Sometimes We Need to Set Boundaries
One of the hardest things we have to learn on our self-love journey is how to place boundaries. It’s hard, and the people we need them with the most will make it the hardest for us to do.
I have asked a lot of people, “what was holding you back from accepting self-love”, and oftentimes the answer comes back, “I thought self-love meant selfish”. There is this outdated idea that to be a good person you have to give completely to others, whatever it is they need. This idea that if you aren’t giving someone what they want from you then you are selfish and letting them down.
The truth is this: we all have to do the inner work on our own. We can seek help from others and even support, but until we love ourselves, none of it matters.
In my interview with Jean Roberts, she said something that really struck me as pure gold. She said that because she loved herself, she loved everyone. With that in mind, at the end of the day our relationship with ourself truly is the most important one of all, and if someone is preventing you from giving care and love to yourself, you need to set some boundaries in place.
I bring this idea of self-support up because a common argument from boundary dis-respecters is “I should be enough for you, I gave what I could to you, now give me what I need, if you don’t you are selfish and ungrateful”. Sure they gave you what they thought you needed, but it was with strings and that isn’t healthy.
Doing the Hard Part
The absolute hardest part about setting boundaries is that you are, in a way, putting forth an ultimatum: this is what I have to give, take it or leave it. And perhaps you will have to cut someone out of your life. Perhaps a close friend, relative or coworker thinks there is no way that you can be serious with your boundary. That’s up to you, you can cut them out of your life and move on, or you can let them call your bluff and be left worse off than before. Believe it or not, the second option is harder.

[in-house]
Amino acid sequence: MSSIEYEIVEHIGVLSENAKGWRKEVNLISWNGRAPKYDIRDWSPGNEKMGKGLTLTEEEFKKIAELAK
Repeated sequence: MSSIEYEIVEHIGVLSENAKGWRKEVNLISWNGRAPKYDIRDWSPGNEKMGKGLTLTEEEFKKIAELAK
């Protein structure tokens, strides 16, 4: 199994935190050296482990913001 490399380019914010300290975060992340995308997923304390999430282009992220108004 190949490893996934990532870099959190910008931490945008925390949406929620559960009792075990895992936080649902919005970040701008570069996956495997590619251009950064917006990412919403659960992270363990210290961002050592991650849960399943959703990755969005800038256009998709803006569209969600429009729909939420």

Just because you set a boundary and/or cut a toxic person out of your life doesn’t mean that they never did anything good for you or that they’re a horrible person. Generally speaking, none of us would keep someone in our life long enough to even have need of a boundary if they gave us nothing or were an all out jerk.
To give you an example, I cut someone out of my life. Not a parent, but a parental figure. He said he had sacrificed his car, his money, his time…. and all he wanted from me was a relationship. He didn’t understand that my emotions were priceless, that they couldn’t be bought, and that there isn’t a timeline at the end of which there is that all important thing called “trust”.
At the end I was having regular panic attacks. The mere thought of seeing him set me off because of this expectation he had that I should be someone I wasn’t and feel something I didn’t.
One thing no one should ever have to apologize for is how they feel. No one should ever tell you that you need to feel a certain way. That is a sure sign of someone who is trying to control your life, and a sign that you need to set up a boundary with them because they feel for some reason entitled to tell you that you are feeling wrong. There is no such thing as a wrong emotion. If you are feeling guilt over something that you are feeling, I highly recommend reading “The Dark Side of Light Chaser” by Debbie Ford, she does a fantastic job of going over how all emotions are necessary for a full human existence.
On a side note, if you are dealing with trying to set boundaries with a parent or parental figure, I’d recommend reading “Toxic Parents” by Susan Forward and Craig Buck which was recommended to me by a therapist.
At the end of the day, never sacrifice your self-care practice for another person. Your mental, emotional, and spiritual health are far too important. Remember, if you don’t love yourself you can’t really love anyone else, and if you don’t care for yourself you can’t care for others.
Are you a boundary pusher?
If you are on the other side, perhaps someone has cut you out of their life and you are seriously confused as to why… perhaps you’re reading this article in an attempt to come to terms with your very real loss, I would suggest letting the other person go. There is a possibility that you aren’t meant to have a relationship in this lifetime, and by getting angry, lashing out, and blaming the other person for cutting you out of their life you are missing out on the one thing that could heal you: starting your own self-care practice.